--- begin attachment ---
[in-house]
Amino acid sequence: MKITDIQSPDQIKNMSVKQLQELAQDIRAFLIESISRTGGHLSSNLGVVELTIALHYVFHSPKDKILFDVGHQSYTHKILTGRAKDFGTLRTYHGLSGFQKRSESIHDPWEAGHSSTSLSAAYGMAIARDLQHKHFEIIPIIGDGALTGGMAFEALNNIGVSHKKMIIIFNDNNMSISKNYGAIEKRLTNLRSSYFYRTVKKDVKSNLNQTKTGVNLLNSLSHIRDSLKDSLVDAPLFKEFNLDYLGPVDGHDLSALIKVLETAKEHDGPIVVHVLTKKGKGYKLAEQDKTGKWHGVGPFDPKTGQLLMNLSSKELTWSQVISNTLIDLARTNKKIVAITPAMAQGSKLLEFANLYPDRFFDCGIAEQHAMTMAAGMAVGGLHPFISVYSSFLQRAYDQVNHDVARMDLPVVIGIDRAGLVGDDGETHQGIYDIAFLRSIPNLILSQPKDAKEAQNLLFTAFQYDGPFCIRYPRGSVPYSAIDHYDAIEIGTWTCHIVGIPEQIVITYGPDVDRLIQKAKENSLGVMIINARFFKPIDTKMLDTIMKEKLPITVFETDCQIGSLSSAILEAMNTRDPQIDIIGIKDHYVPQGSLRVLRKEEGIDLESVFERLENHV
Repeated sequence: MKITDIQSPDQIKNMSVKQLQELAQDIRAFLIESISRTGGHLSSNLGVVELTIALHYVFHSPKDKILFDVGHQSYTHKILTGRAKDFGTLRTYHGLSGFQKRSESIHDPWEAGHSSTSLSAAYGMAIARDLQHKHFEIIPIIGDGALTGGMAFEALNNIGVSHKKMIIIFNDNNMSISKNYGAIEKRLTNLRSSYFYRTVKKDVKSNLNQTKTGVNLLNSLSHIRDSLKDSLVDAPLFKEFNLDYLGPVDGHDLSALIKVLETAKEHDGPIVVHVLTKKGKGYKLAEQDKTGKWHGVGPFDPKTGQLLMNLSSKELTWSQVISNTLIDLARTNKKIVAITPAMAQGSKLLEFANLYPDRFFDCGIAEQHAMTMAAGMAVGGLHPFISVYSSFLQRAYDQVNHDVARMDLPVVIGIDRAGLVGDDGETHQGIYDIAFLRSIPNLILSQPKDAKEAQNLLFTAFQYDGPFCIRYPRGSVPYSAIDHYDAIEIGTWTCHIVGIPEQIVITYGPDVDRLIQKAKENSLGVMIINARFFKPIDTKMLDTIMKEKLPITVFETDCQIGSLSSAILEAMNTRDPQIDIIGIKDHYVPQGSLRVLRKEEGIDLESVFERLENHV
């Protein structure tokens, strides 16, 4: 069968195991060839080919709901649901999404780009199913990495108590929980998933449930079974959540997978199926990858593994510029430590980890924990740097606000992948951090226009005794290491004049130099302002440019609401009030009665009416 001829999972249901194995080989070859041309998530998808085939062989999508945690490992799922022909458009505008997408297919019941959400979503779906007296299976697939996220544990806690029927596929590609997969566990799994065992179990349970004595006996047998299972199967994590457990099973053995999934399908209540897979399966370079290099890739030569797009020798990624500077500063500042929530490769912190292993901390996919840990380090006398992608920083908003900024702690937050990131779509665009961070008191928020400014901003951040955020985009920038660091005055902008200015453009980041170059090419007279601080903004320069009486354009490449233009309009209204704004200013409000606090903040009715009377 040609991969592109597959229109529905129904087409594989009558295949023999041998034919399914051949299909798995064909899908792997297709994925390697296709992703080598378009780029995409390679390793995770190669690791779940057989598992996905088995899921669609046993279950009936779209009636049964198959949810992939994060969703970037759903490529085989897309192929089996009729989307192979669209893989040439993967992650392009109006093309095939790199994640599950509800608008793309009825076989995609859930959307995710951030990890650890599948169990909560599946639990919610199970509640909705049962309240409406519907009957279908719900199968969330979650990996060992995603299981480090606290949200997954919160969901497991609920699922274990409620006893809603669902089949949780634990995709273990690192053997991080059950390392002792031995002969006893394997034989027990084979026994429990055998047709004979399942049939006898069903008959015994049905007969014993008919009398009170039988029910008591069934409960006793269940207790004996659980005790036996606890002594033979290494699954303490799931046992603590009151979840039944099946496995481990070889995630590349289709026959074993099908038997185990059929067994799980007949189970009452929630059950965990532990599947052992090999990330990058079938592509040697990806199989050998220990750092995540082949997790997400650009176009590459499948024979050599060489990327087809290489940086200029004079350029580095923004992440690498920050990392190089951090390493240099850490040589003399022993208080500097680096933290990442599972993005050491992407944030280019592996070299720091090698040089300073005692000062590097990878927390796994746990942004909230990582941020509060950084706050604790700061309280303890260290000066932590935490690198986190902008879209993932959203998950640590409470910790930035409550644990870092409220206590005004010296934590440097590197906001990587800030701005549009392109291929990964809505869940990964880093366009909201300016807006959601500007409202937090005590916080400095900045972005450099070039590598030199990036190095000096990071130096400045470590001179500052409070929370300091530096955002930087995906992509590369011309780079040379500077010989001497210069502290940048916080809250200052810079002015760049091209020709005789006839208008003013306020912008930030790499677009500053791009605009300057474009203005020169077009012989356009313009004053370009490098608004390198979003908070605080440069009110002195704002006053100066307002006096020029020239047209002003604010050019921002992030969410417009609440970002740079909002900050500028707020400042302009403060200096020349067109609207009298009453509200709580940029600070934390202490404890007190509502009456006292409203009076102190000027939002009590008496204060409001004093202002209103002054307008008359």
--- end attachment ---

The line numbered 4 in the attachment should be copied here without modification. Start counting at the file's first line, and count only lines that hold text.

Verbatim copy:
């Protein structure tokens, strides 16, 4: 069968195991060839080919709901649901999404780009199913990495108590929980998933449930079974959540997978199926990858593994510029430590980890924990740097606000992948951090226009005794290491004049130099302002440019609401009030009665009416 001829999972249901194995080989070859041309998530998808085939062989999508945690490992799922022909458009505008997408297919019941959400979503779906007296299976697939996220544990806690029927596929590609997969566990799994065992179990349970004595006996047998299972199967994590457990099973053995999934399908209540897979399966370079290099890739030569797009020798990624500077500063500042929530490769912190292993901390996919840990380090006398992608920083908003900024702690937050990131779509665009961070008191928020400014901003951040955020985009920038660091005055902008200015453009980041170059090419007279601080903004320069009486354009490449233009309009209204704004200013409000606090903040009715009377 040609991969592109597959229109529905129904087409594989009558295949023999041998034919399914051949299909798995064909899908792997297709994925390697296709992703080598378009780029995409390679390793995770190669690791779940057989598992996905088995899921669609046993279950009936779209009636049964198959949810992939994060969703970037759903490529085989897309192929089996009729989307192979669209893989040439993967992650392009109006093309095939790199994640599950509800608008793309009825076989995609859930959307995710951030990890650890599948169990909560599946639990919610199970509640909705049962309240409406519907009957279908719900199968969330979650990996060992995603299981480090606290949200997954919160969901497991609920699922274990409620006893809603669902089949949780634990995709273990690192053997991080059950390392002792031995002969006893394997034989027990084979026994429990055998047709004979399942049939006898069903008959015994049905007969014993008919009398009170039988029910008591069934409960006793269940207790004996659980005790036996606890002594033979290494699954303490799931046992603590009151979840039944099946496995481990070889995630590349289709026959074993099908038997185990059929067994799980007949189970009452929630059950965990532990599947052992090999990330990058079938592509040697990806199989050998220990750092995540082949997790997400650009176009590459499948024979050599060489990327087809290489940086200029004079350029580095923004992440690498920050990392190089951090390493240099850490040589003399022993208080500097680096933290990442599972993005050491992407944030280019592996070299720091090698040089300073005692000062590097990878927390796994746990942004909230990582941020509060950084706050604790700061309280303890260290000066932590935490690198986190902008879209993932959203998950640590409470910790930035409550644990870092409220206590005004010296934590440097590197906001990587800030701005549009392109291929990964809505869940990964880093366009909201300016807006959601500007409202937090005590916080400095900045972005450099070039590598030199990036190095000096990071130096400045470590001179500052409070929370300091530096955002930087995906992509590369011309780079040379500077010989001497210069502290940048916080809250200052810079002015760049091209020709005789006839208008003013306020912008930030790499677009500053791009605009300057474009203005020169077009012989356009313009004053370009490098608004390198979003908070605080440069009110002195704002006053100066307002006096020029020239047209002003604010050019921002992030969410417009609440970002740079909002900050500028707020400042302009403060200096020349067109609207009298009453509200709580940029600070934390202490404890007190509502009456006292409203009076102190000027939002009590008496204060409001004093202002209103002054307008008359």